The solo artist, boygenius, and Better Oblivion Community Center member’s second album delivers modern perceptions on mental health and weighty musings on relationships, while displaying the effects and symptoms of relationships rather than simply being love songs, across a lurid but vivid instrumental canvas.
The opener’s warped, sparse and eerie vocals resonate like an onomatopoeic representation of the juddery, outdated technology implied in the title. These gentle whispers spread a nostalgia which the whole album is steeped in, whether through the textured horns and strings, Bridgers’ rich storytelling, or a multitude of other embellishments. The instrumental opening of DVD Menu features Bridgers’ baritone guitar twanging wistfully, transitioning seamlessly into lead single Garden Song, where her playing continues to enrapture.
This deft handling of contrasting emotions is felt especially on the aforementioned Kyoto. The music itself yields a seemingly triumphant sheen but the lyrics delve into areas of self-loathing, scorn and anxiety. This impeccably blended balance evinces many of the greatest grunge acts. The songwriter, who has steadily ascended to much critical acclaim since her 2017 debut, says Kyoto centres on alcoholism and dissociation. Although impossibly grateful for her life, she admits to experiencing guilt at incredible high points, saying that Kyoto “is about being in Japan for the first time, somewhere I’ve always wanted to go, playing my music for people who really want to hear it, and feeling…bad.” Handling topics of such gravity is something Bridgers does beyond expertly.
Halloween, with Conor Oberst’s soothing backing vocals, contains a similar world-weary but quietly hopeful spirit of BOCC’s cuts such as Didn’t Know What I Was in For. This track discusses a relationship fraught with alcoholism and it’s perils, with the beautifully yearning lyrics of “Baby it’s Halloween/We can be anything/Come on, man/We can be anything” at the core. The album is abundant in such poetically charged phrases, like “And if I could give you the moon/I would give you the moon” (Moon Song), “And walk right by the house where you lived with Snow White/I wonder if she ever thought the storybook tiles on the roof were too much” (Punisher), or the personal tale Bridgers so eloquently explores in ICU with the haunting “If you’re a work of art/I’m standing too close/I can see the brush strokes”. With these impassioned, considered lyrics and incredible arrangements, Punisher is indescribably full-bodied.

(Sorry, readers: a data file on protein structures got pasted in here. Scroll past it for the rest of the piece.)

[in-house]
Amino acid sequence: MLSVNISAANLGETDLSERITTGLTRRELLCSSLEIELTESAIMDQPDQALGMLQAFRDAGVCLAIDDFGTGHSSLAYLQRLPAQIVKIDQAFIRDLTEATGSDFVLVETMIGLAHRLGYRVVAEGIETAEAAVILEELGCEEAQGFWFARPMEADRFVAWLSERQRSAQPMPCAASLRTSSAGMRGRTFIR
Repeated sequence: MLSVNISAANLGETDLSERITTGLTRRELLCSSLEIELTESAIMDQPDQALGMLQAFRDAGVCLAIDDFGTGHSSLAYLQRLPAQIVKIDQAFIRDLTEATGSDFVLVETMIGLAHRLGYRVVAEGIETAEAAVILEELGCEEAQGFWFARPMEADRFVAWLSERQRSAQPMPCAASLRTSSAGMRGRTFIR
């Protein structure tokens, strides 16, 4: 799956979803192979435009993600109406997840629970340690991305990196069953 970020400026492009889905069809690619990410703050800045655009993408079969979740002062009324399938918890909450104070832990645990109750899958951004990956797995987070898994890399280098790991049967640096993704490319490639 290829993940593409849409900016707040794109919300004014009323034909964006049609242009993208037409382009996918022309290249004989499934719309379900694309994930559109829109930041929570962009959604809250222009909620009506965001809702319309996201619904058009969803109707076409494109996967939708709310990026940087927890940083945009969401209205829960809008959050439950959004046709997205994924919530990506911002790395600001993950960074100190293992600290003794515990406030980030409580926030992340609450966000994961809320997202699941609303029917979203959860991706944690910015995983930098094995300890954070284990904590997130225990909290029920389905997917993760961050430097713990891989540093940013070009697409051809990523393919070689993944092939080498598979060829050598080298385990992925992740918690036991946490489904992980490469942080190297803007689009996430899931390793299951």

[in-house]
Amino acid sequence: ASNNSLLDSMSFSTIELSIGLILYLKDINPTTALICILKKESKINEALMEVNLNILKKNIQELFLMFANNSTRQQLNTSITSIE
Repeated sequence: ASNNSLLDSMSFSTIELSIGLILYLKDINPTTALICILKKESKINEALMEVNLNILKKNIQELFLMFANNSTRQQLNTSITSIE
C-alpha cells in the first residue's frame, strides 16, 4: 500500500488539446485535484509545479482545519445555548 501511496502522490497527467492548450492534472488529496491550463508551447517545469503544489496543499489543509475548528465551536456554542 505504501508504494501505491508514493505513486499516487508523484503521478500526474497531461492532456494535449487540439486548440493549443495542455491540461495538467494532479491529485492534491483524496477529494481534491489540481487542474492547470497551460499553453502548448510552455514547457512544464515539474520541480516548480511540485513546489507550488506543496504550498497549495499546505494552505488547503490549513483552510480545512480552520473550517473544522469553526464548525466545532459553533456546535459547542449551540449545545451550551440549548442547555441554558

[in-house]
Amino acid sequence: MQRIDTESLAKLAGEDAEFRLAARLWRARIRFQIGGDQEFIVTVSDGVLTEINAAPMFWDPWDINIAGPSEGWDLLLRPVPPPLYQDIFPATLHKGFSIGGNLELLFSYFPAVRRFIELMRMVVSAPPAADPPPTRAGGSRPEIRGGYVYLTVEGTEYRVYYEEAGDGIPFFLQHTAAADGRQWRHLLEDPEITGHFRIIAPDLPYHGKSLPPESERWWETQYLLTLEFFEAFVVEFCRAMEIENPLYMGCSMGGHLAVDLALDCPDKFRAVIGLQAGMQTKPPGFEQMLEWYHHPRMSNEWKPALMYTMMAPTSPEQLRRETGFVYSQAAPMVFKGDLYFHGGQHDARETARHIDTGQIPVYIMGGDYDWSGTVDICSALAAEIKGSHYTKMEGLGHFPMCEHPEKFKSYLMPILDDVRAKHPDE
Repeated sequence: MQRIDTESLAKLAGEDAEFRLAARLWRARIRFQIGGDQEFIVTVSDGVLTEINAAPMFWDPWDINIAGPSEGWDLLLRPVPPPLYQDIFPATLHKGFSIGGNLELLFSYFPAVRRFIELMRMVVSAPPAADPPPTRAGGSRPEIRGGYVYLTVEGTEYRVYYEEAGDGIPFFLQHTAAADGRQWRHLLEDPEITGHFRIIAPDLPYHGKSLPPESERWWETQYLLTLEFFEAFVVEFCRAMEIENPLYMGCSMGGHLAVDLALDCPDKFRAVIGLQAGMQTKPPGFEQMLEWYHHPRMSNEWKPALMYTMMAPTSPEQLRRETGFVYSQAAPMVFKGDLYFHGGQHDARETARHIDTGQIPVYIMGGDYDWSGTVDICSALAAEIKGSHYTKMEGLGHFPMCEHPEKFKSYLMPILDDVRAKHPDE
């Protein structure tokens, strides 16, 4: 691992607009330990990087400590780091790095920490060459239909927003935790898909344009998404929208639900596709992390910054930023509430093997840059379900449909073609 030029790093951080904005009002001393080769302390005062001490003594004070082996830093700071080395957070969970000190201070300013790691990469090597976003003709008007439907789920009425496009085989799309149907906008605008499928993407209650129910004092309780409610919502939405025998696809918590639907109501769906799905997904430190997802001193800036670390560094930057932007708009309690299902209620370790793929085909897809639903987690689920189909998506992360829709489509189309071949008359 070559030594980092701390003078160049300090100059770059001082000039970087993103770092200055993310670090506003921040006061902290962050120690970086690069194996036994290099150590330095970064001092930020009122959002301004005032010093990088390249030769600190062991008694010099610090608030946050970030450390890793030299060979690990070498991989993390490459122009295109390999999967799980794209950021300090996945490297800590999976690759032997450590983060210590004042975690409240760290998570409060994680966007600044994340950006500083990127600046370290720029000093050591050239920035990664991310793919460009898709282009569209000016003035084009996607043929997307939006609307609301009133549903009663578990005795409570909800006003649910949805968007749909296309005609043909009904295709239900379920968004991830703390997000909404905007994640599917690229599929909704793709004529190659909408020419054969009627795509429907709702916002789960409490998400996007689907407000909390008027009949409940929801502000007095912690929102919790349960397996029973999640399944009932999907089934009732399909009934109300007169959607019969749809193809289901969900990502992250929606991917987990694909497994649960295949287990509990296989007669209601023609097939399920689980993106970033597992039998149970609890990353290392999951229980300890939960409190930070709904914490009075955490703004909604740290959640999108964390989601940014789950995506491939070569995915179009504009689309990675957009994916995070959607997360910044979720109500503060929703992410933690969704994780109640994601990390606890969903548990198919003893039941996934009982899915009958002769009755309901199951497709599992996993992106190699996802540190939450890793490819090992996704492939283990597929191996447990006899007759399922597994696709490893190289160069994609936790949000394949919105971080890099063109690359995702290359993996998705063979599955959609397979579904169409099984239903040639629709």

The rising artist has an excellent producer in Ethan Gruska, who also shaped her debut A Stranger in the Alps, and also whom adds many of the intrinsic layers to Punisher, with Bridgers stating that “I feel like the most important thing that happened to me is meeting Tony Berg and Ethan Gruska, who produced my first album,”, and that “Going back and making a record with the same people has been so insanely cool.” Gruska plays many integral parts, including the mellotron on Moon Song and Graceland Too’s pump organ parts. Co-producer Tony Berg also adds more eclectic instrumentation with the use of Ukrainian instrument the bandura, as well as the banjo on Graceland Too, which recalls the folkier heart of Bridgers’ debut.
Punisher concludes with Graceland Too and I Know The End, two emphatic, freewheeling songs including the vocals of Lucy Dacus and Julien Baker of boygenius. The latter, with the increasingly untamed horns, sees Bridgers let out a majestically cathartic scream which metamorphoses into a whispered roar as the very last sound on the album. This is a trademark of Bridgers’ work, as she expertly grants levity to the moments of bruised tension. Kyoto also contains an uplifting moment like this, in the gleeful woop between verses, particularly poignant with the whimsical look she gives in the accompanying video.
Although utilising many of her song-writing partners from past work, Bridgers rises to the fore throughout, constantly putting her impressively matured style into the music. Her touring manager Jeroen Vrijhoef mellow backing vocals bathe Garden Song in further levels of sumptuous sorrow. There is also the vigorous bass of Warpaint’s Jenny Lee Lindberg (on ICU and I Know the End) and electric guitars from bandmate Harrison Whitfield, alongside the Yeah Yeah Yeahs’ Nick Zinner (on I Know the End).
This second solo effort gathers the strengths of previous projects and then, as shown in her producing experience with the boygenius EP, doubles down on them with greater depth and understanding.
Out today on Dead Oceans.